All gardeners know that there are good bugs and bad bugs. The problem is that I still have trouble telling which is which. Science was never my subject. I barely remember high school biology. Geology 101, which I took only to fulfill my college science requirement, was perhaps the most humbling experience of my academic career. It’s a mystery how I wound up gardening.
What is even stranger is that I am not half bad at plants. I can identify scads of them by their leaves alone. Nuances in size, shape, shade, and serration are no problem. But ask me if it’s a soldier beetle (good) or a cucumber beetle (bad), and I have no idea.
What should I say when somebody tells me my dog is cute? "Thank you" is probably the right response, but why? I had absolutely nothing to do with my dog's cuteness.
I feel the same way about swamp sunflower, which right now is getting all the attention in my garden. It is, bar none, the most spectacular plant in town right now. But I take no credit for it whatsoever.
For those of us in the Southeast, swamp sunflower (zones 6-9) may just be the perfect plant. It's beautiful, it's low maintenance, and it's pretty much disease-free. Plant it in full sun, give it decent soil, and make sure it gets some water during dry spells, and you'll look like a pro. Put it in a soggy spot, and you'll look like a genius.
Does your garden look like this?
No? How about this?
No? What a relief.
Very few of us could ever aspire to anything like the lush and elaborate gardens of L.A.'s Getty Center and London's Hyde Park. I loved visiting both, but as beautiful as they may be, they are, like most public gardens, of limited utility to a galloping horse gardener like me. All I ever seem to learn from public gardens is that mine would look a lot better if I had a grounds crew.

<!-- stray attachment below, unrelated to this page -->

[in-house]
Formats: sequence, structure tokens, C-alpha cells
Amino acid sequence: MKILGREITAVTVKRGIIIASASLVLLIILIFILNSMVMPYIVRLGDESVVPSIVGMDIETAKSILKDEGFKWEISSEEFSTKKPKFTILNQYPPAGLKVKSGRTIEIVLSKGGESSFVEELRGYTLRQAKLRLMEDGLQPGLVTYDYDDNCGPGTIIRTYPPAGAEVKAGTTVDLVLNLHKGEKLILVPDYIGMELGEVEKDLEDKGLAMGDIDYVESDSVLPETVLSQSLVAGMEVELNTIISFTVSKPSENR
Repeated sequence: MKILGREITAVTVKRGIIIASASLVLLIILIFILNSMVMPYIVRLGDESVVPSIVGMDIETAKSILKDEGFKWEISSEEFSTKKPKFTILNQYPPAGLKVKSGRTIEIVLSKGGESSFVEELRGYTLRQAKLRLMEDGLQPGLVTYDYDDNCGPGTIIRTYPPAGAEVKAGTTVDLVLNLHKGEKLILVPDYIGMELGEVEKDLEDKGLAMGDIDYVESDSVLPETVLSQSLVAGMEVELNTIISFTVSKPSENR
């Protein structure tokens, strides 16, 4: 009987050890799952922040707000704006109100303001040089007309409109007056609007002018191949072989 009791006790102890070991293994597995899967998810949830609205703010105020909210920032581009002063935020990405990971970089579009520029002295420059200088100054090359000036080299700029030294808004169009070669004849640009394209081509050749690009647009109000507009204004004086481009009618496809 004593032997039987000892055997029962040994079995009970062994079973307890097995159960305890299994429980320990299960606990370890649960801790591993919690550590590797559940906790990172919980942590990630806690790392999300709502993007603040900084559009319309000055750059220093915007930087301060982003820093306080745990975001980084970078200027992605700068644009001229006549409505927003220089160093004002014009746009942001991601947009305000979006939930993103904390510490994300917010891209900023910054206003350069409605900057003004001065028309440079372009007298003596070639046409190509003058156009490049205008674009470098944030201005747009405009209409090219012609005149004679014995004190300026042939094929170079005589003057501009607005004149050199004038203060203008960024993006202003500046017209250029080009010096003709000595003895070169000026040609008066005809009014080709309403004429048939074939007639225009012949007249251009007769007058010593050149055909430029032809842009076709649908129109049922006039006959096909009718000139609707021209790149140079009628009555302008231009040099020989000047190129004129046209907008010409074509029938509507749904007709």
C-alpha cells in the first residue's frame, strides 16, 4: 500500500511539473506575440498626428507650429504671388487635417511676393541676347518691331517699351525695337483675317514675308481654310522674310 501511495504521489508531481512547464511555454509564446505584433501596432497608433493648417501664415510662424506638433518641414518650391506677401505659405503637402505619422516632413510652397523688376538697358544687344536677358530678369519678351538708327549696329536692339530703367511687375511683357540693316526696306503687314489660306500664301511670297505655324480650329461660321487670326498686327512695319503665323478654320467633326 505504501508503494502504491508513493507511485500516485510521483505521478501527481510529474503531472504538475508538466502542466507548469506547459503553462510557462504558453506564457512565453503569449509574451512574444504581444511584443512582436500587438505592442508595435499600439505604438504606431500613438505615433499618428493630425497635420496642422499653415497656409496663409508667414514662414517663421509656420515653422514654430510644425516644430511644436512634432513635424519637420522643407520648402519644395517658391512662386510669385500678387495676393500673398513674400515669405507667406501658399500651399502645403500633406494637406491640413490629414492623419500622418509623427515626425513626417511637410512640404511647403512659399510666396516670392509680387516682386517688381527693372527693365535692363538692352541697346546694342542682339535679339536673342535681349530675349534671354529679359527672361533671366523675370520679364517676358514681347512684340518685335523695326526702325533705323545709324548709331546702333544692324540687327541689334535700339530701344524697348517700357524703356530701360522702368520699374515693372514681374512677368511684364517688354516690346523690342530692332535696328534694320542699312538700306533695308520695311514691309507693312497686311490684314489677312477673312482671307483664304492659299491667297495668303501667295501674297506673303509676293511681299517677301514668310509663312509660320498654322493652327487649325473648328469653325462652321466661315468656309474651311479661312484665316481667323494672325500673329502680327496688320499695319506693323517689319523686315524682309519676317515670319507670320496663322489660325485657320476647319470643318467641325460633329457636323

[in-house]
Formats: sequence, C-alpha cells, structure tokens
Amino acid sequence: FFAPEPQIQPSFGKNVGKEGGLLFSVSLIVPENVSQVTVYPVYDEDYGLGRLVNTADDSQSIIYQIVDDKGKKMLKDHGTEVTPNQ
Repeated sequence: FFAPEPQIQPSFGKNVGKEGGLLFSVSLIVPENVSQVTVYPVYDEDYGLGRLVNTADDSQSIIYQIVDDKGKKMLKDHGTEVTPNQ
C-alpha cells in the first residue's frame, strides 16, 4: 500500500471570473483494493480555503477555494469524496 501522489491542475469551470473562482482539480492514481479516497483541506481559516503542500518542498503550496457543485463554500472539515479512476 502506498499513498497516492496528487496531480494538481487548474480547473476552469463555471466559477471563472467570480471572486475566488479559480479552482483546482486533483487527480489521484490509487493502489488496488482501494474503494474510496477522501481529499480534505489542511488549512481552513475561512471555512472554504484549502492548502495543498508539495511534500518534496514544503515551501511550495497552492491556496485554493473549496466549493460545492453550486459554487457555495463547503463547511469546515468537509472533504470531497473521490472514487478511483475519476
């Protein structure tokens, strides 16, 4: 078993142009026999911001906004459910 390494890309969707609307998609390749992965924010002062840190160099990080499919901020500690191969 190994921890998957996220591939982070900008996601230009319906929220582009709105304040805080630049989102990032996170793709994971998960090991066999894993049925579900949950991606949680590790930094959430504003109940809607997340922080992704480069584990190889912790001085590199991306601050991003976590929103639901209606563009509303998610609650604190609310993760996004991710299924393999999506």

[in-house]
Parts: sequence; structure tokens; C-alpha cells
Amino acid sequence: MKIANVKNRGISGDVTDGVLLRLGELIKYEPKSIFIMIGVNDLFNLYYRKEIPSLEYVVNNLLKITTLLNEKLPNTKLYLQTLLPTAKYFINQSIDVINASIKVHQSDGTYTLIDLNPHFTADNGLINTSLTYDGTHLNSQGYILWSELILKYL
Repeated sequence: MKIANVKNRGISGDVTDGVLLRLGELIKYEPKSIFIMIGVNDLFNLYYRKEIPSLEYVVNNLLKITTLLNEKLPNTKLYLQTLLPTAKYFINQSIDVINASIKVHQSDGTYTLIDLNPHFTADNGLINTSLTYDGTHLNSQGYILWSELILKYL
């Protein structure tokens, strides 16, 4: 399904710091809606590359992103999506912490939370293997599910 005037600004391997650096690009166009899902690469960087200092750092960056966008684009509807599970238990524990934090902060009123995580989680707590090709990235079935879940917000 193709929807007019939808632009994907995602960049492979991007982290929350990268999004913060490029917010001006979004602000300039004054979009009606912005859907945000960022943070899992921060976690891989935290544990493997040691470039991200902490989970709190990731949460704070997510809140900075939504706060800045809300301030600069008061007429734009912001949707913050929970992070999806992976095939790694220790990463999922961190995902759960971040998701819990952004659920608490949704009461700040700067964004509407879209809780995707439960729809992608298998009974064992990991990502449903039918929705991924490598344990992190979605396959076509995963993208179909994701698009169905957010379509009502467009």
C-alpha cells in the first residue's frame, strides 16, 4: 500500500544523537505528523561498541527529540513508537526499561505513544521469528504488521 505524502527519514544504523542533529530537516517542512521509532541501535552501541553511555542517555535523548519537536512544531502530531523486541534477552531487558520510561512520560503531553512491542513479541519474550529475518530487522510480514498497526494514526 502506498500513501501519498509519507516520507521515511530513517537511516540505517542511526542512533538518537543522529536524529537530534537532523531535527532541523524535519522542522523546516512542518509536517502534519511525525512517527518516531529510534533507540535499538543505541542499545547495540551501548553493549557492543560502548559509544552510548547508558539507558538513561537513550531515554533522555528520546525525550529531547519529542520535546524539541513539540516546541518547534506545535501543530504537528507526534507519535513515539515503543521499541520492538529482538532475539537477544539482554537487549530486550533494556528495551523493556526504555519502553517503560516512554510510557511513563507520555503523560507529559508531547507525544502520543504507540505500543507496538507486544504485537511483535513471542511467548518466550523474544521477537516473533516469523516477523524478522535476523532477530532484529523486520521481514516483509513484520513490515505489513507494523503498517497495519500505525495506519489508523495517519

The same goes for those picture-perfect private gardens featured in newspapers and magazines. Fine Gardening and Horticulture are fun to read, but they need to go easy on the stories about how some homeowner transformed a miserable, barren swath of land into a showplace. Inevitably, the enterprising homeowner turns out to be a Wall Street baron or a celebrity designer with a historic home on five acres. What on earth am I supposed to take away from this, except that having $100,000 to spend on landscape design would do wonders for my yard?
The truth is, the experiences of real-life gardeners are far more relevant. They help you see what is possible back here on the planet Earth, where gardeners have jobs, small children, and needy dogs, not to mention poor soil, money issues, and bad knees.
In that spirit, this month I am introducing Guest Gardens, which highlights the real-life gardens of Galloping Horse Garden readers. The debut feature is a look at my mother's garden in White Plains, New York - the standard by which I judge my own garden (and find it wanting). In her garden, I discovered my favorite flowers. In mine, I killed them. It seems that Cary is a bit hotter than White Plains.
Please share your pictures, and your tales of triumph or tragedy. Both would be instructive, I'm sure.
The Galloping Horse Gardener is a native New Yorker who packed it in in 2005 to live under the radar in Cary, North Carolina. In 2014, she removed to a new secure location somewhere in Raleigh.